‘Will this bring me peace?’ is a decision-making question I learned from Wayne Dyer.
When I have shared this with people, they have looked at it askance sometimes, if they understood it to refer to an ‘anything for a quiet life’ kind of peace. It seems selfish if you understand it to mean, ‘Which way will give me the easiest ride?’ That’s not what it means.
If I have a choice to make, or if I face a puzzling situation, the question, ‘Will this bring me peace?’ reveals which way has resonance for my true nature.
To take an example: if someone has been rude to me and I am planning a confrontation, amassing smart replies and stinging put-downs, I might ask myself, ‘Will this bring me peace?’ It would bring a short-term sense of satisfaction, and a smug feeling of victory, but it would also damage the relationship further and take me a step nearer to being the kind of person I never meant to be. It would not bring me peace.
On the other hand, suppose someone has been bullying and harassing me over an extended period, and finally they do something that oversteps the mark; it’s time to sort things out. I consider whether to continue to let things go by in silence, or whether to deal with the matter. ‘Will this bring me peace?’ They have overstepped the mark in a way that is disadvantageous to my family; I am neglecting my responsibility if I continue to let it go. Without being rude, without losing my temper, without being quick to raise antagonistic issues but answering thq questions as they come, I am candid about what I see as the problems, and clear in my request for a change. Though the exchange is scary and takes courage to initiate, once it is done matters that would have festered into resentment are voiced and can be laid to rest. Dealing with it has brought me peace.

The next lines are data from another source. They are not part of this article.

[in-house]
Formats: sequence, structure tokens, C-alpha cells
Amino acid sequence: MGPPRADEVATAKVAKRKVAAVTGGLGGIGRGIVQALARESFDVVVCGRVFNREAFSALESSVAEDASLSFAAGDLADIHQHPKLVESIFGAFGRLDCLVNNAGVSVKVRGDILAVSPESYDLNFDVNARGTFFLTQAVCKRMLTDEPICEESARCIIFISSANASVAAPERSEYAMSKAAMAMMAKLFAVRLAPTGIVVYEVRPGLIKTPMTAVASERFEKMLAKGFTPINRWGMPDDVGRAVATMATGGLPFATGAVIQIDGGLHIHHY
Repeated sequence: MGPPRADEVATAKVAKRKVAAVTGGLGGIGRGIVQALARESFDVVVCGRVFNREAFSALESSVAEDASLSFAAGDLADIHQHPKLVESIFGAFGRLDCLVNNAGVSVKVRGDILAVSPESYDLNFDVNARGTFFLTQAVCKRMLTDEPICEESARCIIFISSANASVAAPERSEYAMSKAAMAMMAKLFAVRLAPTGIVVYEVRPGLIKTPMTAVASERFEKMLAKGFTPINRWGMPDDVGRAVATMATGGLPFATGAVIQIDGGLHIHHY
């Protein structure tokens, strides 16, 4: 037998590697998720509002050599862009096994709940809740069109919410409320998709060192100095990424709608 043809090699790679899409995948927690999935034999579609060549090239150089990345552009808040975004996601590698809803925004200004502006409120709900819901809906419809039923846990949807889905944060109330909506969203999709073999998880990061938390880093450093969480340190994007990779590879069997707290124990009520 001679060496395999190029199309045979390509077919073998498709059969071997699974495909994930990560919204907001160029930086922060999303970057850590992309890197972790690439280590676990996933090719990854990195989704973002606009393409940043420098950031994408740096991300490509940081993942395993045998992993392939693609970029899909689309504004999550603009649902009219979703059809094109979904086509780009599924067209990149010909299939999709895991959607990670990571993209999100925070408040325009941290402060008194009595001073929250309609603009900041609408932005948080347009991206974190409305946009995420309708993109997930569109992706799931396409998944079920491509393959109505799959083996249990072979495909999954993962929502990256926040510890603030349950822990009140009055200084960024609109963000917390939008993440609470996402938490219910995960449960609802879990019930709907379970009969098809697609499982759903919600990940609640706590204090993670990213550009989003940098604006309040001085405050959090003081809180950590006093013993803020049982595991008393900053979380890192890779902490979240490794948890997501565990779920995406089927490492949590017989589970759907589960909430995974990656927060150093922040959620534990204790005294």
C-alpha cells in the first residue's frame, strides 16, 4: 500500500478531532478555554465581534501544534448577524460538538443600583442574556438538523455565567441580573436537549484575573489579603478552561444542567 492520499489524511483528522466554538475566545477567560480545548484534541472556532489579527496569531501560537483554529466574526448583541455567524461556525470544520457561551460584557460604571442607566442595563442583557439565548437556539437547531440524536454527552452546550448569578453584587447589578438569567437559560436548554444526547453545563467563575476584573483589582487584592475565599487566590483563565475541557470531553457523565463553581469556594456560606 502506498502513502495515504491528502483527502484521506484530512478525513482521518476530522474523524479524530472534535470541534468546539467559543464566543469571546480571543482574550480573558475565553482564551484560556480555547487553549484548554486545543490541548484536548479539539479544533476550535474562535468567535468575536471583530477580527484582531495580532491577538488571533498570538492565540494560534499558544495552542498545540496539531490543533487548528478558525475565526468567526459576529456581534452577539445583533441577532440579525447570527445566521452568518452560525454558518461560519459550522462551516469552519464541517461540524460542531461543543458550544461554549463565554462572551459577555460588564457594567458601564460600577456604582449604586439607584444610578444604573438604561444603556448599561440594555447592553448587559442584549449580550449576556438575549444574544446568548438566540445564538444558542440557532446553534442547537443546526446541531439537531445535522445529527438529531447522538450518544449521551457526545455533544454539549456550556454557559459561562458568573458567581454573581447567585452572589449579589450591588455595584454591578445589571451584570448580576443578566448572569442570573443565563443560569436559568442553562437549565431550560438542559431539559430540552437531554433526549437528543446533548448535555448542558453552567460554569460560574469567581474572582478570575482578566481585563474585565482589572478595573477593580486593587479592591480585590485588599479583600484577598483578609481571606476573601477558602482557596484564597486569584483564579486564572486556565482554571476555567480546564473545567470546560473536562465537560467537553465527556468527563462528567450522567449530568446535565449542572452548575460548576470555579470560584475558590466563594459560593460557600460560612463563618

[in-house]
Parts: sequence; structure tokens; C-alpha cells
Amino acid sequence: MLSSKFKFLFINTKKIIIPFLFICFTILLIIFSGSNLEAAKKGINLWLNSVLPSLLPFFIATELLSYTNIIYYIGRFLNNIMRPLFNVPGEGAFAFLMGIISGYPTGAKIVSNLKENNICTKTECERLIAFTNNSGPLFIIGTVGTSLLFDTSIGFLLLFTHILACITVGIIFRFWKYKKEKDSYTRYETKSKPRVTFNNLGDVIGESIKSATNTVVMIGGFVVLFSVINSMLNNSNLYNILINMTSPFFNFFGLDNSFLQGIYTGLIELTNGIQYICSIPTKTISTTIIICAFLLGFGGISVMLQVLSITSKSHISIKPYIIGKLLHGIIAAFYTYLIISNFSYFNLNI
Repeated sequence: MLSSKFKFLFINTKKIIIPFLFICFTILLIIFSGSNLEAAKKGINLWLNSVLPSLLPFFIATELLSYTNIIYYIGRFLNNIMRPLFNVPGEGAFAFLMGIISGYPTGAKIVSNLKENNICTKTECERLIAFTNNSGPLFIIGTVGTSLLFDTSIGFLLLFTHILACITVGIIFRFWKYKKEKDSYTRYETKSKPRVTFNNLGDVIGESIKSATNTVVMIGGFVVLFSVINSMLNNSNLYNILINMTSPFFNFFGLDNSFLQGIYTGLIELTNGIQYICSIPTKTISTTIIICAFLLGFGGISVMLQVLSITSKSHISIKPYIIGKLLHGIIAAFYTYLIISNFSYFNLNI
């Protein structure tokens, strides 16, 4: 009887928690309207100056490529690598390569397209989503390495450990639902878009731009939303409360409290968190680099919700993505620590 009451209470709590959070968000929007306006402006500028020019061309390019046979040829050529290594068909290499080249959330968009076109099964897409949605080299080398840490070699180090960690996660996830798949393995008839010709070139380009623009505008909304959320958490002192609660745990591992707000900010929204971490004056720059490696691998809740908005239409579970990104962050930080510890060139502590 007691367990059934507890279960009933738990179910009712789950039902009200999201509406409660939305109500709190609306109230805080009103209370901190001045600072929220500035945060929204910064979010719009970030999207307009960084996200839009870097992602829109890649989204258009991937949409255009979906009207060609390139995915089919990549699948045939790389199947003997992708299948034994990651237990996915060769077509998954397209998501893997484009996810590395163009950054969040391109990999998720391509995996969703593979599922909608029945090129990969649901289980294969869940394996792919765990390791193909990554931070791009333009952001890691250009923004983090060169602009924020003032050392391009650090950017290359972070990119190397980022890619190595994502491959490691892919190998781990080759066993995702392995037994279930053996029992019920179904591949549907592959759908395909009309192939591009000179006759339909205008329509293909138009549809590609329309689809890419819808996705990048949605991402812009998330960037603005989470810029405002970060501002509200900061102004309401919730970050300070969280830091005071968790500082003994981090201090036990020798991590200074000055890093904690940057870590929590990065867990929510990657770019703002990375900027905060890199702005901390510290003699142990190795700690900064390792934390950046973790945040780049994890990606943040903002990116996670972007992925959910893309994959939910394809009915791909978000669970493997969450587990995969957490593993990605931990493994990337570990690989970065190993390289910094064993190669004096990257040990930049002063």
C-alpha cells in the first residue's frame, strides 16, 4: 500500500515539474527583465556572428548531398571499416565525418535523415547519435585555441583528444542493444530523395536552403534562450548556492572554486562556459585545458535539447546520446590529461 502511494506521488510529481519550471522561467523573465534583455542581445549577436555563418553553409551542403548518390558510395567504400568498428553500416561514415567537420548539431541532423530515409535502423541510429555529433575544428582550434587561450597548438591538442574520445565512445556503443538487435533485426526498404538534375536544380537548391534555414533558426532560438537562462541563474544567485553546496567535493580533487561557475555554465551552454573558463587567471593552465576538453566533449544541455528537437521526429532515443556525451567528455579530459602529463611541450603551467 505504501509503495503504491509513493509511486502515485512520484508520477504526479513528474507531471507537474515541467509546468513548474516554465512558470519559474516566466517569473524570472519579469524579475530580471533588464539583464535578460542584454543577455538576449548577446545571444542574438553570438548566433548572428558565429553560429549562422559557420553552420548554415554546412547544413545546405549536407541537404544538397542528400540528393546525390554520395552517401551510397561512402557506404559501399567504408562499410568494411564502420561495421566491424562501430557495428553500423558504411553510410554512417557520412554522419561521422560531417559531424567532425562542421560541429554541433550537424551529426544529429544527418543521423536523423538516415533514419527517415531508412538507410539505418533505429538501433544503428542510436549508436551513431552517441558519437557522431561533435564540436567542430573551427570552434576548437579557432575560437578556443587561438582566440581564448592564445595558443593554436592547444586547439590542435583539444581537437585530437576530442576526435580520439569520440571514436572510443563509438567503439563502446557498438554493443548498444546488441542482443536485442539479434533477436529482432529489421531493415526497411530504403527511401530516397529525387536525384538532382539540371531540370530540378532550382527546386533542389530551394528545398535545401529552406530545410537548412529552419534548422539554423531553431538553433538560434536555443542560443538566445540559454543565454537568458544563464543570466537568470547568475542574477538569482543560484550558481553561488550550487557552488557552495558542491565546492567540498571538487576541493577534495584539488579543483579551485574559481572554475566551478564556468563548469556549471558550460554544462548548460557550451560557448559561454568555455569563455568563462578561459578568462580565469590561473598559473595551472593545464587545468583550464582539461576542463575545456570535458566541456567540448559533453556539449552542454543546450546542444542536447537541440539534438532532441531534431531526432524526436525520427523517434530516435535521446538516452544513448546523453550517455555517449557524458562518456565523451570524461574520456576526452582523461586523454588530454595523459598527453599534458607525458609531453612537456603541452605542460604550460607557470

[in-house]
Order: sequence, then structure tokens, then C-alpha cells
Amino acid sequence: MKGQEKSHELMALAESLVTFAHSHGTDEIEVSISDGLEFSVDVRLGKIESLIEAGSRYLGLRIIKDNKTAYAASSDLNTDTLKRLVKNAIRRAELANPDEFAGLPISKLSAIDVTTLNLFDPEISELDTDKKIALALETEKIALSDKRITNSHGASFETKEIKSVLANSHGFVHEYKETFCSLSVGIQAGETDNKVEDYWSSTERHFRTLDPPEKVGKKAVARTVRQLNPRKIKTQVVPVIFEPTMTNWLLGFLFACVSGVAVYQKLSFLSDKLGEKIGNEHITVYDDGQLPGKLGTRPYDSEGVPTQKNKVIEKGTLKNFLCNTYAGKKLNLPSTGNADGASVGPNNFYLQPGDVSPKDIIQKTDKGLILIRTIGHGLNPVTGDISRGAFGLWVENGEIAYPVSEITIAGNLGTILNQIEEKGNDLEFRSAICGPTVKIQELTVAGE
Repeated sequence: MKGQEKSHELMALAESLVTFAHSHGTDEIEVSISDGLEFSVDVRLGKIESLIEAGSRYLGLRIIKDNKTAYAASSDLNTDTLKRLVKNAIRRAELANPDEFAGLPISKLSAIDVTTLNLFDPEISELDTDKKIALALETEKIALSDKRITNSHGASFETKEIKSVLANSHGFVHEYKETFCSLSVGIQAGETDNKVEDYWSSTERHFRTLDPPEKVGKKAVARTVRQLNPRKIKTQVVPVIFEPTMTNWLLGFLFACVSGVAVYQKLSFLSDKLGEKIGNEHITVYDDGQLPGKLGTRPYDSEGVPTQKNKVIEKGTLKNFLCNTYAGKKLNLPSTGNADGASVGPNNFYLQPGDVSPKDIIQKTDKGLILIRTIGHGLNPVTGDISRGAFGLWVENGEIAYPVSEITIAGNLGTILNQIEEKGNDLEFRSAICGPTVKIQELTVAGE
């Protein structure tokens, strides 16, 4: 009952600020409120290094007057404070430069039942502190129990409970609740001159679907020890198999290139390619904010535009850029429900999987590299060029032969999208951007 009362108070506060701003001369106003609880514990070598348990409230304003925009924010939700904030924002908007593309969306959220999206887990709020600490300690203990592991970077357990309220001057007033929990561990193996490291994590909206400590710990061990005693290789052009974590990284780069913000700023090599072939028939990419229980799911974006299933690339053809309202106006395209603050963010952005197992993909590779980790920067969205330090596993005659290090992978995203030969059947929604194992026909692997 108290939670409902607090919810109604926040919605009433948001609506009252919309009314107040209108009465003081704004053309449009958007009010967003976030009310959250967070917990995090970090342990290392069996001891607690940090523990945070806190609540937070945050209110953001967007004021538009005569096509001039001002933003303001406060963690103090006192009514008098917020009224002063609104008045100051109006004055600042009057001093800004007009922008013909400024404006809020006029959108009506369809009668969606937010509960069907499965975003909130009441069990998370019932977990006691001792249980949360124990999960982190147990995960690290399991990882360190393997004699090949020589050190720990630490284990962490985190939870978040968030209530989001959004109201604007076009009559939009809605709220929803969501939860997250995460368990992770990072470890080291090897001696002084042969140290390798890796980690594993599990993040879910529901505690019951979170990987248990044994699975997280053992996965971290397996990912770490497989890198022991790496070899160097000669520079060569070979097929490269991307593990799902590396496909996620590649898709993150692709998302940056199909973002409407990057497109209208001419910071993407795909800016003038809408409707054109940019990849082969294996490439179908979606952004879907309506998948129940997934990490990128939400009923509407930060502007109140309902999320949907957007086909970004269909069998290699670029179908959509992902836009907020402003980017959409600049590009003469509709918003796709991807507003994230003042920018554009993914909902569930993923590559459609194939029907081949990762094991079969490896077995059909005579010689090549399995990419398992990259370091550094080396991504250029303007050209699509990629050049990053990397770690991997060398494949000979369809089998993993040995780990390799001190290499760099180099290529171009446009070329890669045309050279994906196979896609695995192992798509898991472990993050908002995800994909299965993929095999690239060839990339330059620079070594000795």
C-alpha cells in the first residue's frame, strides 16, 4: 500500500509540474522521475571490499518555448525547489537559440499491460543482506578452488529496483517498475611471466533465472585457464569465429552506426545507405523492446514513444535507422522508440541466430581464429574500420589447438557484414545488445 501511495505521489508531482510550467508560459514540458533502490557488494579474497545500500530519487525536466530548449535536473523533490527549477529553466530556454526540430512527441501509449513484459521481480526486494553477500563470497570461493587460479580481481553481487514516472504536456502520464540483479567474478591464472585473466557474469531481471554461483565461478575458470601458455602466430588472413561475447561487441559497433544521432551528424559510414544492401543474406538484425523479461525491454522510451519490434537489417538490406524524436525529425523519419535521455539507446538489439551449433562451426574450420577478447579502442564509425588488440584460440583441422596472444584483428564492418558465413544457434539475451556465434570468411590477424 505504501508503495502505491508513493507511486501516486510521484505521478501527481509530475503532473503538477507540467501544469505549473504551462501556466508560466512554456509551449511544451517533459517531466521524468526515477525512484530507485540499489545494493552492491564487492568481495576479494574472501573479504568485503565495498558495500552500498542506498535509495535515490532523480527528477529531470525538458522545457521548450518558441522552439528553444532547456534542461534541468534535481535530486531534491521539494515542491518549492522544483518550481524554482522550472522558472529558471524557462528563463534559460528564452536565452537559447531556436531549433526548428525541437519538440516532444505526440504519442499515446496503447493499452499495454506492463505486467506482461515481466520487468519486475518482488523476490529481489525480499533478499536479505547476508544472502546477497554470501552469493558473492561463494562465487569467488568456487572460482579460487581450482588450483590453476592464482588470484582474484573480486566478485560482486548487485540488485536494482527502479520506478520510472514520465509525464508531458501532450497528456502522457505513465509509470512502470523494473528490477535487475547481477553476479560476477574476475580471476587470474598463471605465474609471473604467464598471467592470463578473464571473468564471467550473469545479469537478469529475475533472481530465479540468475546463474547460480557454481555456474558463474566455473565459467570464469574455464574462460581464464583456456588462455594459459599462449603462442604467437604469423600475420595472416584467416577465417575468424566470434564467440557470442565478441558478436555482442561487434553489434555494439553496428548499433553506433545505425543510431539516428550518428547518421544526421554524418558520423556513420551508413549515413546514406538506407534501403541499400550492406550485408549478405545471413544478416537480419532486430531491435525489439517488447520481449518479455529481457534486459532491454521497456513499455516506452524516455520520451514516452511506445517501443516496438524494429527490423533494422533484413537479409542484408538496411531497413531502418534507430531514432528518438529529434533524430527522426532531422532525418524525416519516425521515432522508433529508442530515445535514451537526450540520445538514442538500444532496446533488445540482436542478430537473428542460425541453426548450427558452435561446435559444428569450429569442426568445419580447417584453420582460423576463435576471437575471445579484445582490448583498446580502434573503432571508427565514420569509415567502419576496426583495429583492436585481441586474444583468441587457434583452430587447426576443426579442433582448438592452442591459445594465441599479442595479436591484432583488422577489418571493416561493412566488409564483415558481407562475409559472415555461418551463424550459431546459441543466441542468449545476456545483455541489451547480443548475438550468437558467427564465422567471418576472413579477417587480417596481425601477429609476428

Plain dress has brought me peace. It is a constant reminder to me of how I should act and speak, what I believe and who I want to be. I feel less troubled than I did at first about the lack of comprehension with which it’s met. I don’t encourage questions, and I find that even in the UK, where the term ‘Plain’ has not entered the language, people respond with an oddly instinctive knowing of the kind of person this must be. The abdication from attempted sexiness, chic-ness, elegance, youthfulness and sophistication has been like a weight rolling from my shoulders. In Plain dress I have an auric mantle all around me that says ‘Holy unto the Lord’ – only in my mind, but that’s the place where it counts. And not ‘holier-than-thou’ – that’s something quite different.
The books I read, about the Amish way of life and Quaker spirituality bring me peace; they remind me of the way I am called to tread.
The peace I am talking about is not the right to an easy life – though the way I have chosen nurtures quietness and spaciousness in everyday living and in my mind. This peace is not complacency, far from it. The Plain way brings with it continual review, searching my conscience, seeing that I have been strident or unkind, that I have neglected to pray, that I have made choices out of step with my values, that I must say ‘sorry’, retrace my footsteps, start again.
This peace is the sweeping clean of the inner chamber of my soul, and setting a lantern there. It is tending the flame and singing the simple melody of Life.
‘Will this bring me peace?’ is worth asking – before an expensive purchase, before a house move, before accepting a marriage proposal, before sending off a job application, before going to that hen party or watching that television programme or buying that magazine. Peace that is not the absence of struggle but the presence of love; peace that belongs to aligning my life the best I know how to do with what I have seen in Jesus.